cyberpunk n. 2
an author of, or protagonist in, cyberpunk n. 1
Now chiefly historical.
About the closest thing here to a self-willed esthetic ‘school’ would be the purveyors of bizarre hard-edged, high-tech stuff, who have on occasion been referred to as ‘cyberpunks’—Sterling, Gibson, Shiner, Cadigan, Bear.
Science Fiction in the Eighties in Washington Post Book World 30 Dec. 9/1
1988 Locus Apr. 15/3
If California gonzo or the reigning punks (cyber and steam) don’t satisfy your taste for the unpredictable, try Jo Clayton’s Blue Magic.
Cyberpunks, the second generation of computer hackers, subscribe to an arcane code of honor and look upon cracking supposedly impenetrable networks as a challenging rite of passage.
Crime Bytes Back in Omni Aug. 96/2
1991 Fantasy Spring 37/1
What do you think of the experimental, and often deliberately controversial, fiction of the New Wave, Cyberpunks, etc.?
1991 Locus Sept. 23/1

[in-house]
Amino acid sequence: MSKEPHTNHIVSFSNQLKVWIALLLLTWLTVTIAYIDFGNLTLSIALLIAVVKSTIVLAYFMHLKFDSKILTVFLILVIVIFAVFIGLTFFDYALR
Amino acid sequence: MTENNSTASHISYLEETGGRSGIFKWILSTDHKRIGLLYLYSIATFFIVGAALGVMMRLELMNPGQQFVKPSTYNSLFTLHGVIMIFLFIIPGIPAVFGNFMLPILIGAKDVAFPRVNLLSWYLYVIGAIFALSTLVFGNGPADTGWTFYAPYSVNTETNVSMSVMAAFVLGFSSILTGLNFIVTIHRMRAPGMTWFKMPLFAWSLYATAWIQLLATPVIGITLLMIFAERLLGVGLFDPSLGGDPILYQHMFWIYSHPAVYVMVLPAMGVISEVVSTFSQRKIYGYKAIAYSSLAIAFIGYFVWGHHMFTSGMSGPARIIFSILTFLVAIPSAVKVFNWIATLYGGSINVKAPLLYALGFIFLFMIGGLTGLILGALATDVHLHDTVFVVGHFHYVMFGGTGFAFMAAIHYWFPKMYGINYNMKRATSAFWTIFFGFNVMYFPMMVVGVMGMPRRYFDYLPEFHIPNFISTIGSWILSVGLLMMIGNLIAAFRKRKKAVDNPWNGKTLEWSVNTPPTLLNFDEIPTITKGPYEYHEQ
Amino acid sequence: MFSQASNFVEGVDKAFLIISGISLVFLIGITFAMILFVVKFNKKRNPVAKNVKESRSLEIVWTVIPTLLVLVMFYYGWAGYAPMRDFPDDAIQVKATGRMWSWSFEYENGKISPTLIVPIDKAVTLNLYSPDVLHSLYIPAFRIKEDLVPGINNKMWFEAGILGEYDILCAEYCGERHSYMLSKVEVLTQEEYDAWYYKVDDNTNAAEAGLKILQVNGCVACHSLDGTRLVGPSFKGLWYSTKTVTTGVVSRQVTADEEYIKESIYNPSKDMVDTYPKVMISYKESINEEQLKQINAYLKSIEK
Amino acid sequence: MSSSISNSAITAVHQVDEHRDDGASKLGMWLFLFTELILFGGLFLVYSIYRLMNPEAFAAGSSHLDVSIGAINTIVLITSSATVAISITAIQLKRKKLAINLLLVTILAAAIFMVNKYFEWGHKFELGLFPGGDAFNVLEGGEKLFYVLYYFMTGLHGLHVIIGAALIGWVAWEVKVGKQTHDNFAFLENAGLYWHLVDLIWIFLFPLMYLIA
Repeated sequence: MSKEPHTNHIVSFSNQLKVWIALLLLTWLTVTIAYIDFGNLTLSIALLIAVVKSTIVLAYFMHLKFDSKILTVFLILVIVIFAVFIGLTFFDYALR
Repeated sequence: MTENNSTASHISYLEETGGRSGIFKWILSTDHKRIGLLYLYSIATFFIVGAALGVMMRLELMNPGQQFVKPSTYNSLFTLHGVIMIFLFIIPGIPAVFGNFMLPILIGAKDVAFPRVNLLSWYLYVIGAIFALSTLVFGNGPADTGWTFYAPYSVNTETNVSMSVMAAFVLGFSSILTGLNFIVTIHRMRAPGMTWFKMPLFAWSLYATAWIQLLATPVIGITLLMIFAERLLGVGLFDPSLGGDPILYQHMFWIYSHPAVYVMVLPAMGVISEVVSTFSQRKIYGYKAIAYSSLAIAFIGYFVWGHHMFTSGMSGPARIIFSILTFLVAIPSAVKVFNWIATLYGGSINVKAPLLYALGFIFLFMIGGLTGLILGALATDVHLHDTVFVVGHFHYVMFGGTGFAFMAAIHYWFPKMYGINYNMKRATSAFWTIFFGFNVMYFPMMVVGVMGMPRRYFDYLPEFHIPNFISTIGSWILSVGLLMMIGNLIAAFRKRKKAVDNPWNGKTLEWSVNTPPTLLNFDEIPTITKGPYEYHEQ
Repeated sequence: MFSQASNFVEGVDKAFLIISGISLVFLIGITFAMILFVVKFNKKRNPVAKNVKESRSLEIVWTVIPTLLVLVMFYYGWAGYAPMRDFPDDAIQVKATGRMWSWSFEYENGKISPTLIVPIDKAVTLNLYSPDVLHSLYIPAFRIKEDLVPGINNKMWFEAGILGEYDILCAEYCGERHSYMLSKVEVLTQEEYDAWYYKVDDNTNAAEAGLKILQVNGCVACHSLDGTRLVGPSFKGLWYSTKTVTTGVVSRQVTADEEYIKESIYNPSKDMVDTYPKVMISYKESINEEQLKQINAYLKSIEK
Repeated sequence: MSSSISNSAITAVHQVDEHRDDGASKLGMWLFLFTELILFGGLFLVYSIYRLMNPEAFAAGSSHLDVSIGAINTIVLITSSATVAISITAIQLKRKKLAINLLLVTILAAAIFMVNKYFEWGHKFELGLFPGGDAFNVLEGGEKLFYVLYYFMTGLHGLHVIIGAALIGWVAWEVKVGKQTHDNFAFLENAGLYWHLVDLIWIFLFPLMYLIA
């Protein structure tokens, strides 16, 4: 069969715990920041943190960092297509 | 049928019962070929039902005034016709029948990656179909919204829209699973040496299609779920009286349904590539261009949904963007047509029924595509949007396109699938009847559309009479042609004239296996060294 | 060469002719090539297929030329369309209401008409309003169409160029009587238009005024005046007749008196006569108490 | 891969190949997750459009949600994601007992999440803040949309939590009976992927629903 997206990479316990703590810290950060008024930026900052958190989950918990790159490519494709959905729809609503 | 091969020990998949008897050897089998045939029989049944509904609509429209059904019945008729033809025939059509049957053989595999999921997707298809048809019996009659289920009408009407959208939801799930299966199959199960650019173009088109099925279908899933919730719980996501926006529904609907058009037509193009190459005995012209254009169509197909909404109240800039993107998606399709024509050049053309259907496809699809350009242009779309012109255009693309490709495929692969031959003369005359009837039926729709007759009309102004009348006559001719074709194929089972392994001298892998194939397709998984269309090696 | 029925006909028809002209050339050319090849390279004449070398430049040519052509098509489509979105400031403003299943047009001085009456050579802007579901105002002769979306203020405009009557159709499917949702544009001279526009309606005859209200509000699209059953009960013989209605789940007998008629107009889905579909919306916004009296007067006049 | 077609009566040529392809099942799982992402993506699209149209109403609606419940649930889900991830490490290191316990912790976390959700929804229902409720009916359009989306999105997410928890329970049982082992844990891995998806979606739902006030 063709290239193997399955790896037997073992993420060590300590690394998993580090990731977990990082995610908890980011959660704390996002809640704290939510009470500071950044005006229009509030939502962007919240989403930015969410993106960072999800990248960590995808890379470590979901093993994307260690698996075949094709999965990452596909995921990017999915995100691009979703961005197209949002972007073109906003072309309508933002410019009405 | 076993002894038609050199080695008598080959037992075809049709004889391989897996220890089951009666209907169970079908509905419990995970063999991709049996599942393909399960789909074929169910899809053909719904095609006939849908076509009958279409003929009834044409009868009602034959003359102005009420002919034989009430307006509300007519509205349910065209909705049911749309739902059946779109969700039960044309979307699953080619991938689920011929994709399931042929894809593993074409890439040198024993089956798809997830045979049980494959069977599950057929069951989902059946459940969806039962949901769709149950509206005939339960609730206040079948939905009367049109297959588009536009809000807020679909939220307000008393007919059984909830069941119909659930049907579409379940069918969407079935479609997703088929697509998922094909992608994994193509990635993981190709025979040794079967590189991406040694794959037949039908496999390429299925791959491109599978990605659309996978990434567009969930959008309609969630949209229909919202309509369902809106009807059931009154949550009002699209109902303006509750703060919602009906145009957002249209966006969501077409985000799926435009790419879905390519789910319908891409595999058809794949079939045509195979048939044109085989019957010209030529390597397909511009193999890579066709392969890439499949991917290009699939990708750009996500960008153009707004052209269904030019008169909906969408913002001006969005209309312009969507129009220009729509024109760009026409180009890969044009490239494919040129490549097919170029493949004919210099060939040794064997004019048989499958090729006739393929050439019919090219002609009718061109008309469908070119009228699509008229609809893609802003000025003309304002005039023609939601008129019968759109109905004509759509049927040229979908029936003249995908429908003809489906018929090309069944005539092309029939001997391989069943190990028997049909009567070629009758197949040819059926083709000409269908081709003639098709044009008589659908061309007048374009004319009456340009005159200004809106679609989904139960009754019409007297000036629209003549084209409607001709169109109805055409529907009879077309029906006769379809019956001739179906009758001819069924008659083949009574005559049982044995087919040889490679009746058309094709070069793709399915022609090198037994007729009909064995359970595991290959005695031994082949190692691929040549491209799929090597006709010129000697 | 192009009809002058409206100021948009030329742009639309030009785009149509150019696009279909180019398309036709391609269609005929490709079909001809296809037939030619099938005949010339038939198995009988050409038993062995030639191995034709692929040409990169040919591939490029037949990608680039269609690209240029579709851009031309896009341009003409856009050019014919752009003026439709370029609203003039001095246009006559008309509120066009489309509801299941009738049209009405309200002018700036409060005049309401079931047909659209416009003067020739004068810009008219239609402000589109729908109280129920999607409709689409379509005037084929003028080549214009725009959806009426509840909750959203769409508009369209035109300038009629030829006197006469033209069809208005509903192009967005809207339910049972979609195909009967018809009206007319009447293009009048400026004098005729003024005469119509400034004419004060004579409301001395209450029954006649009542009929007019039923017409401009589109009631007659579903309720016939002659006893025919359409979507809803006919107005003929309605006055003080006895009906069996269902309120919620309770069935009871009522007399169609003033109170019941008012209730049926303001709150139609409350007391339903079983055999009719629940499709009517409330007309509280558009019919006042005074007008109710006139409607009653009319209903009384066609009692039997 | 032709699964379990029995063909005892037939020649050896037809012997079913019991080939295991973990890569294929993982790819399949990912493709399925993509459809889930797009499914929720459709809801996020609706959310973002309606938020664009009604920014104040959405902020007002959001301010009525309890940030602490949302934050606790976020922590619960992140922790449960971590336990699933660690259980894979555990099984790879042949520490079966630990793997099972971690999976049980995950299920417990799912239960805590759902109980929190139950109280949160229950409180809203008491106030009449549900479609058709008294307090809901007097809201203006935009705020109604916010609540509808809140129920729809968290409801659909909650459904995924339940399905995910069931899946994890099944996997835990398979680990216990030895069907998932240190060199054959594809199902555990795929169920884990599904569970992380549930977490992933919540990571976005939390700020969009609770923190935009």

Far more potent, at least for now, would be such figures as the cyberpunk antihero, the youth in search of his manhood, or even the citizen-soldier whose personal and political values are clear and untarnished by moral ambiguity or complexity.
1993 SFRA Rev. May 49
Either a work from the mainstream…from cyberpunk writers…or from pre-1926 science fictional works.
He centered his narrative on the alleged literary wars between the cyberpunks and the humanists, which was actually more like contretemps than combat, but let that go.
On the Net in Asimov’s Science Fiction June 10/1
Gardner Dozois, in the Washington Post
Last modified 2020-12-16 04:08:47
In the compilation of some entries, HDSF has drawn extensively on corresponding entries in OED.